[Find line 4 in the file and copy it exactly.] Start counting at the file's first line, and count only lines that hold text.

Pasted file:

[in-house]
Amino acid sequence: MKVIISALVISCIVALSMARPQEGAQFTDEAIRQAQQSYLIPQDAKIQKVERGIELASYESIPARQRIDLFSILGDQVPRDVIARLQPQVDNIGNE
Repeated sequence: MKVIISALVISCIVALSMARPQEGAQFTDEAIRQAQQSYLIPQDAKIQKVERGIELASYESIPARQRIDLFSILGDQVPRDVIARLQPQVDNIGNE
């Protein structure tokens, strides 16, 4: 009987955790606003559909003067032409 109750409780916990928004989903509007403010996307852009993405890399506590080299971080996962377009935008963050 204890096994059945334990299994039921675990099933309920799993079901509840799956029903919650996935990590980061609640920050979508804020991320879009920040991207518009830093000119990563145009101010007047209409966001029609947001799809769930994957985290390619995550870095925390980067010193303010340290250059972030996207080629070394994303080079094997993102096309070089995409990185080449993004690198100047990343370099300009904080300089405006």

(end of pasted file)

């Protein structure tokens, strides 16, 4: 009987955790606003559909003067032409 109750409780916990928004989903509007403010996307852009993405890399506590080299971080996962377009935008963050 204890096994059945334990299994039921675990099933309920799993079901509840799956029903919650996935990590980061609640920050979508804020991320879009920040991207518009830093000119990563145009101010007047209409966001029609947001799809769930994957985290390619995550870095925390980067010193303010340290250059972030996207080629070394994303080079094997993102096309070089995409990185080449993004690198100047990343370099300009904080300089405006």